The only time I ever had barbecued veal in the South was at a lavish wedding reception in Birmingham, Alabama, but it was a dish I’ll never forget. Generally, veal has never been a popular meat in Dixie, possibly because, till just a few years ago, Southern veal was more often “baby beef” than the young, delicate, milk-fed calf’s meat prized by gourmands the world over. The irony, I learned, is that no meat (other than pork) lends itself better to the barbecuing process than a primal veal shoulder of an older calf that is boned, unrolled, marinated, and either grilled slowly over a very low charcoal fire or grilled briefly over charcoal and then baked in the oven. Once in a while, I do see veal shoulder (and breast) in better markets, but more than likely you’ll have to depend on a good butcher for this cut.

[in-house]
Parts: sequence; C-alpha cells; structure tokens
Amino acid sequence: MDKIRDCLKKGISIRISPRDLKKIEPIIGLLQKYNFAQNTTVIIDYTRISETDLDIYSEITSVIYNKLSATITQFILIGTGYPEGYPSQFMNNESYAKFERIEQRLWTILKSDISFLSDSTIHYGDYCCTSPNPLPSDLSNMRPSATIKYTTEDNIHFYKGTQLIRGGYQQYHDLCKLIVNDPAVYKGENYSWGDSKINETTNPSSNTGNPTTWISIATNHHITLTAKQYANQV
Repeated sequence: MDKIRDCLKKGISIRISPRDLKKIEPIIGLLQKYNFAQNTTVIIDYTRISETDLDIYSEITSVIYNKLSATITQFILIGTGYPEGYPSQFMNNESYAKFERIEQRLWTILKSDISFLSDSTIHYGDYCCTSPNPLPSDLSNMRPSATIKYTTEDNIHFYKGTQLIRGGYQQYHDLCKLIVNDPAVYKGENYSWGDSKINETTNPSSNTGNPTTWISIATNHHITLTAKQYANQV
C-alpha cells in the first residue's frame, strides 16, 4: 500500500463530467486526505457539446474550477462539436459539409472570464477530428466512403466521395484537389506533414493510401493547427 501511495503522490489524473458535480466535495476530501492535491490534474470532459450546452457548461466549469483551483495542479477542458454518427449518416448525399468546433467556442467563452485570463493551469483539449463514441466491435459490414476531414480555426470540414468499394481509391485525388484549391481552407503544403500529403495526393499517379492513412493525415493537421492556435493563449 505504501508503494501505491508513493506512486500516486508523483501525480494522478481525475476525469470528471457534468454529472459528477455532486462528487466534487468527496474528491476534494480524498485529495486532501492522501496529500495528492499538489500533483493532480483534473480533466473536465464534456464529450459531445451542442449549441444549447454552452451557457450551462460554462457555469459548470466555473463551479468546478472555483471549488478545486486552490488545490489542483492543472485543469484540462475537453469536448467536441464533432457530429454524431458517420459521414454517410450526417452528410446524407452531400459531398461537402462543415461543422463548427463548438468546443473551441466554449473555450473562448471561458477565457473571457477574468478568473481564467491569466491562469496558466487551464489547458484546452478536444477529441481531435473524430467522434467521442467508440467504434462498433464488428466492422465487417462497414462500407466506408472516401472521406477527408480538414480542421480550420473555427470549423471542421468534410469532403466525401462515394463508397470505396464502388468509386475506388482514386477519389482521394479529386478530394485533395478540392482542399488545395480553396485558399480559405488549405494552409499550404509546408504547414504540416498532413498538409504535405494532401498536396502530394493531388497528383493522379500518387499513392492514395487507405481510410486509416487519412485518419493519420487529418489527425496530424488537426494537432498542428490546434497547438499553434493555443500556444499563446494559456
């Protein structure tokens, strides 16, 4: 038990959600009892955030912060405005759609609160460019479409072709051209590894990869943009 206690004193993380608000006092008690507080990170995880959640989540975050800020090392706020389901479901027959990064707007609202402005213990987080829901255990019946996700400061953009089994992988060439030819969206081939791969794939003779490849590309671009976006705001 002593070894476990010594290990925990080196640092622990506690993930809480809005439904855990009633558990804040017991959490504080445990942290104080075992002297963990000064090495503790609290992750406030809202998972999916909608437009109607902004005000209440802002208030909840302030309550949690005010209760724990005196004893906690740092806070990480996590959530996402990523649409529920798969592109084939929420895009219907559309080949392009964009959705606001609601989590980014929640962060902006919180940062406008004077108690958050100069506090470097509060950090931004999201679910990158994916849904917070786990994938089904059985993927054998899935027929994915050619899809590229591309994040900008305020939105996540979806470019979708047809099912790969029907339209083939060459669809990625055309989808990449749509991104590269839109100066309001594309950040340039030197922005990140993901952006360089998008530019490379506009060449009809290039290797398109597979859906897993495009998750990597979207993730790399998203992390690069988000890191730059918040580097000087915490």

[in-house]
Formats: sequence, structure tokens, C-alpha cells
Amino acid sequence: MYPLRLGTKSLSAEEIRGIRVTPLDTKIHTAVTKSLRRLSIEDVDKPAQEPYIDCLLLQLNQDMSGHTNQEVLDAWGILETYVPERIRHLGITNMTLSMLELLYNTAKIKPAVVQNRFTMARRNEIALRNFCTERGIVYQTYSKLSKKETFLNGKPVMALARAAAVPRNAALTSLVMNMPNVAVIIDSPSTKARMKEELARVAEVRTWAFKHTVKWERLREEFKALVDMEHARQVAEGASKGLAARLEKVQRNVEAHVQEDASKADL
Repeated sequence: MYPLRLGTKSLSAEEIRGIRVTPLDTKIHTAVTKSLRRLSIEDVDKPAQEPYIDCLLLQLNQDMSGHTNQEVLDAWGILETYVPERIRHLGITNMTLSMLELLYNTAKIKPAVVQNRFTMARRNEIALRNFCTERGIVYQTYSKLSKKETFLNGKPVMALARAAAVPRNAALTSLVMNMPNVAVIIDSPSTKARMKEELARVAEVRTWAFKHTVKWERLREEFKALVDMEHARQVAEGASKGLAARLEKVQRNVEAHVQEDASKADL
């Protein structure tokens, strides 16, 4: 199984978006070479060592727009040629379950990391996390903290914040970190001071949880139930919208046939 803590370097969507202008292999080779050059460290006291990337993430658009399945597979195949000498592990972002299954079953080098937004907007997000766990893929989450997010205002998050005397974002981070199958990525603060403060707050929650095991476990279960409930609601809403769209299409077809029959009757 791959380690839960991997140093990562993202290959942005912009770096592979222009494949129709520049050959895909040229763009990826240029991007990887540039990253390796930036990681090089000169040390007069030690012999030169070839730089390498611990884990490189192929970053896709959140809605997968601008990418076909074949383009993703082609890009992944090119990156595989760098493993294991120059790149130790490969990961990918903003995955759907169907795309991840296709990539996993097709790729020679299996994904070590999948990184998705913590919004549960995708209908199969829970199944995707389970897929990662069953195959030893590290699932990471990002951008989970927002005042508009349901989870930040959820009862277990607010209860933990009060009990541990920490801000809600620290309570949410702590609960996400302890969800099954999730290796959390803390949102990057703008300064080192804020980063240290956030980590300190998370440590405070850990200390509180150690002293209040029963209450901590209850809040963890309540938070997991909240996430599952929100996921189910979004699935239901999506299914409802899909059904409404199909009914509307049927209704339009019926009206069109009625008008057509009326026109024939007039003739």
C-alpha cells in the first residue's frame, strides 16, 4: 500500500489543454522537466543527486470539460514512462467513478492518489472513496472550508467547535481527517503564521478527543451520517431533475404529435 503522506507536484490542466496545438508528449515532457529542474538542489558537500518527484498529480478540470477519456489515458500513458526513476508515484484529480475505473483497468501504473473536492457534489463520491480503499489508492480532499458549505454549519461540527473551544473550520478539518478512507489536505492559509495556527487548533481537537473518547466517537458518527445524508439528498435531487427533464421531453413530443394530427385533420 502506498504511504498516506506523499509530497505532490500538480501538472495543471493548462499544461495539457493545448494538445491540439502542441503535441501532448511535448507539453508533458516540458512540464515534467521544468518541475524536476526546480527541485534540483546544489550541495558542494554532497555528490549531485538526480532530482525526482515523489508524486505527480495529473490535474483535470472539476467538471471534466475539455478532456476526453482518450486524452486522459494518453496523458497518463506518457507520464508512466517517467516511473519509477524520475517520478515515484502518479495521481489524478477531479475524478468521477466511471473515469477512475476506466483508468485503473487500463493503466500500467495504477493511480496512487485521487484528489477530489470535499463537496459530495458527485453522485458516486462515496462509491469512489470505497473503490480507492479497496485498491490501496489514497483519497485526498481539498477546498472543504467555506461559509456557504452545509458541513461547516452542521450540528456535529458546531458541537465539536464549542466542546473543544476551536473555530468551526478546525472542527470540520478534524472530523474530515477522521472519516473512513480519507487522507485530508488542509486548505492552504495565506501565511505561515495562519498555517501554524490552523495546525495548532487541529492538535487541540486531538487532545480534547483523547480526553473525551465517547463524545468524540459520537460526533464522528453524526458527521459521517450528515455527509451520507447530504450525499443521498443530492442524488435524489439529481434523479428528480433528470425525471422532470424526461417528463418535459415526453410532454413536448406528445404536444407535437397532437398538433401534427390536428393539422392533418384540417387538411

In a blender or food processor, combine the onion, scallions, bell pepper, parsley, and garlic and chop till just blended but not puréed. In a large skillet, heat the oil over moderate heat, add the blended vegetables, and cook, stirring, for 5 minutes. Add the tomato sauce, honey, vinegar, Worcestershire, capers, salt and pepper, and Tabasco, stir, reduce the heat to low, and simmer till very soft, 15 to 20 minutes. Set aside to cool.
Unroll the veal shoulder in a deep baking dish, spoon the cooled vegetable marinade over the top, cover with plastic wrap, and refrigerate at least 6 hours or overnight, turning the veal once or twice.
Remove the veal from the refrigerator. Ignite a layer of charcoal briquets in an outdoor grill, let them burn till ashen (30 to 45 minutes), and place the grill rack about 5 inches over the coals. When the grill is ready,
Transfer the veal to another deep baking dish or casserole, pour the remaining marinade over the top, cover, and
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